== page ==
Adaptive Clinical Trials are trials that adapt to changes measured “within” the trial or change in major aspects of the study, mid-study, that could impact the outcome.
Adaptive design clinical can be defined as a study that includes a prospectively planned opportunity for modification of the study design and hypotheses based on analysis of data. Analyses of data are performed at prospectively planned time points in a fully blinded or in an unblended manner.
1. Elements of an Adaptive Clinical Trial
Adaptive Clinical Trial involves interim analysis of data generated in a study to modify/revise the study design (arms, duration of treatment) sample size (i.e., no of subjects), inclusion/exclusion criteria, randomization and statistical endpoints.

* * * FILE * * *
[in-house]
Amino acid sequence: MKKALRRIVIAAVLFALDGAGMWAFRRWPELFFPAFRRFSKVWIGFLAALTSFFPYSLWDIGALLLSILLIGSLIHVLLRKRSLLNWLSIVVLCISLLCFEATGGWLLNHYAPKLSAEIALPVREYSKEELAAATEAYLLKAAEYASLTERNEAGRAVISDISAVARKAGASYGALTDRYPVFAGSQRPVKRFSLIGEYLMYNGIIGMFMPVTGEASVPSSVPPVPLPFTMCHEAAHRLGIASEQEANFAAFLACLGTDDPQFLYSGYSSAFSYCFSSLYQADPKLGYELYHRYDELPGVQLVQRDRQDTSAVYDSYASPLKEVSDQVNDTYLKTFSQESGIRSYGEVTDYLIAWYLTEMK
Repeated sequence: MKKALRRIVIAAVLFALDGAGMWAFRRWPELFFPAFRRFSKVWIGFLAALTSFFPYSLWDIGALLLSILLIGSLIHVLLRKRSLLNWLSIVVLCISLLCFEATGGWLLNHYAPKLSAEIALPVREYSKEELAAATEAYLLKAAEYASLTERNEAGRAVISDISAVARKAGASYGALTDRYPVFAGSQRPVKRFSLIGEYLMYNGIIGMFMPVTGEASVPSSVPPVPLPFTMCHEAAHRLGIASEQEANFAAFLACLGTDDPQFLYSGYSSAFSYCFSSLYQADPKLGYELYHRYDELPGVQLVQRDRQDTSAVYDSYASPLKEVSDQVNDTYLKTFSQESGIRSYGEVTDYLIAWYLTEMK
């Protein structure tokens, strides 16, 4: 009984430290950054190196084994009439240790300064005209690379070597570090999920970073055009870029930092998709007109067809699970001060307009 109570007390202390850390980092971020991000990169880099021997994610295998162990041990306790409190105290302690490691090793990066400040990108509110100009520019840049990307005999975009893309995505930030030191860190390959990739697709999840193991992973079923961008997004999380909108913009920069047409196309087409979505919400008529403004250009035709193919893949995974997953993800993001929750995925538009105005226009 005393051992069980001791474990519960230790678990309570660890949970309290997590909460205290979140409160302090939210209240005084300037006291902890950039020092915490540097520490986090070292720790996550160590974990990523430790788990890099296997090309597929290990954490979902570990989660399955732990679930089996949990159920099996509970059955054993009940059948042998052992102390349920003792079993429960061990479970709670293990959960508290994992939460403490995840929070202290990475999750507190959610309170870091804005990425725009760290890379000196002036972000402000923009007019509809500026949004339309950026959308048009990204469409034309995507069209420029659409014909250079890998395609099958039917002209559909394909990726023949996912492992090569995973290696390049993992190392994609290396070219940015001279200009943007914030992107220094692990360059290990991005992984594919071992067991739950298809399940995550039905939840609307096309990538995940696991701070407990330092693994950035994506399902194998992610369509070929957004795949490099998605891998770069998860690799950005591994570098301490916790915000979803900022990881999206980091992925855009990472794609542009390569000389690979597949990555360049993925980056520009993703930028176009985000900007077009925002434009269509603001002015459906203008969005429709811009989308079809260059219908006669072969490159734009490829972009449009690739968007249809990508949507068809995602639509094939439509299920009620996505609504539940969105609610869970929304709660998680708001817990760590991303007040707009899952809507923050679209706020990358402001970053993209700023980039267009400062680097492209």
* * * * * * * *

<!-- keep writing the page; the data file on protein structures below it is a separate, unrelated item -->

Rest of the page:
2. Uncommon Indications For Adaptive Clinical Trials
Some of the uncommon Indications for Adaptive Clinical Trials are: -Very long time for final response, very swift recruitment, and population changes expected over the duration of the trial.
3. Myths on Adaptive Clinical Trials
Adaptive Clinical Trials is not: preliminary shutting of a study for safety, ethical or financial reasons; revisions after unplanned findings in an interim analysis; revisions based on information from a study external source.
4. Tips to assess impact
Depending on what is modified, the impact will be different if the rules are not pre-specified, the entire trial may be hard to interpret. The results might be hard to support or adjust by pre-specified statistical methodology (retrospective analysis?). Statistically the results may be invalid.